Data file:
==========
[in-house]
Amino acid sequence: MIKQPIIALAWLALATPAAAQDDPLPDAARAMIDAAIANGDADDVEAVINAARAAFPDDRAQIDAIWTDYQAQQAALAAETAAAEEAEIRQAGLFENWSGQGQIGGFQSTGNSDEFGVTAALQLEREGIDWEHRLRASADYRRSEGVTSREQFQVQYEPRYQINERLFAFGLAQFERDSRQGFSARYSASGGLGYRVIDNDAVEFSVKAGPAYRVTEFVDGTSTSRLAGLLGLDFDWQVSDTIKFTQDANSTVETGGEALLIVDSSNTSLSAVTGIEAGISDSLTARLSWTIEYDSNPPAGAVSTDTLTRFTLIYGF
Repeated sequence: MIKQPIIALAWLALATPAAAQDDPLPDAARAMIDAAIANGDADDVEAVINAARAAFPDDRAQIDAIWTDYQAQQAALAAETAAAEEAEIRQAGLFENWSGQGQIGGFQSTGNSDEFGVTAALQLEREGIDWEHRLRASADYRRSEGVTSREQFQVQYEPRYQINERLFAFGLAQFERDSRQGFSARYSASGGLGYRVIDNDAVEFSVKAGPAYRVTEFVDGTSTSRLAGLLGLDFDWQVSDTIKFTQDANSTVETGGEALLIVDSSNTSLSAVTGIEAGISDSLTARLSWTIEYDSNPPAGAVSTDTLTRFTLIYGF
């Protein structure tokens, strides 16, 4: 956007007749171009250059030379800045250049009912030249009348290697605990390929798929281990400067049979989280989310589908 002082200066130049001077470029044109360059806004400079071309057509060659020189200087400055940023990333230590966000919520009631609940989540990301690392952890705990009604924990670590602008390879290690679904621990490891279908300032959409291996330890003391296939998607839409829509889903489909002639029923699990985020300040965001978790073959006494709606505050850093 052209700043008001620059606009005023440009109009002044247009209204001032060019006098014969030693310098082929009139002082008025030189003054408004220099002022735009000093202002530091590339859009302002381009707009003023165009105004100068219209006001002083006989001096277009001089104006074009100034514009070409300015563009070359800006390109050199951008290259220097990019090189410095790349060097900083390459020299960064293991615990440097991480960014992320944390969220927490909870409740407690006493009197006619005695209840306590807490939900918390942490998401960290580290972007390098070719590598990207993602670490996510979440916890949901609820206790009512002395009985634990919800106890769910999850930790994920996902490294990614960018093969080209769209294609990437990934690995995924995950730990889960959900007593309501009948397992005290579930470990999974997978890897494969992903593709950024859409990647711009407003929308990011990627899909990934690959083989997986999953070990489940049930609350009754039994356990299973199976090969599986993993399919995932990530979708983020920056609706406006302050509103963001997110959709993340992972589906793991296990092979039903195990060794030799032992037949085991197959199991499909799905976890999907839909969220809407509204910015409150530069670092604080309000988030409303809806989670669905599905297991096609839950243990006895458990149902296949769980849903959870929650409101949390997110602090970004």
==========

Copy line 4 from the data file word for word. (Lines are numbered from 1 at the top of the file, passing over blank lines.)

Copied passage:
């Protein structure tokens, strides 16, 4: 956007007749171009250059030379800045250049009912030249009348290697605990390929798929281990400067049979989280989310589908 002082200066130049001077470029044109360059806004400079071309057509060659020189200087400055940023990333230590966000919520009631609940989540990301690392952890705990009604924990670590602008390879290690679904621990490891279908300032959409291996330890003391296939998607839409829509889903489909002639029923699990985020300040965001978790073959006494709606505050850093 052209700043008001620059606009005023440009109009002044247009209204001032060019006098014969030693310098082929009139002082008025030189003054408004220099002022735009000093202002530091590339859009302002381009707009003023165009105004100068219209006001002083006989001096277009001089104006074009100034514009070409300015563009070359800006390109050199951008290259220097990019090189410095790349060097900083390459020299960064293991615990440097991480960014992320944390969220927490909870409740407690006493009197006619005695209840306590807490939900918390942490998401960290580290972007390098070719590598990207993602670490996510979440916890949901609820206790009512002395009985634990919800106890769910999850930790994920996902490294990614960018093969080209769209294609990437990934690995995924995950730990889960959900007593309501009948397992005290579930470990999974997978890897494969992903593709950024859409990647711009407003929308990011990627899909990934690959083989997986999953070990489940049930609350009754039994356990299973199976090969599986993993399919995932990530979708983020920056609706406006302050509103963001997110959709993340992972589906793991296990092979039903195990060794030799032992037949085991197959199991499909799905976890999907839909969220809407509204910015409150530069670092604080309000988030409303809806989670669905599905297991096609839950243990006895458990149902296949769980849903959870929650409101949390997110602090970004």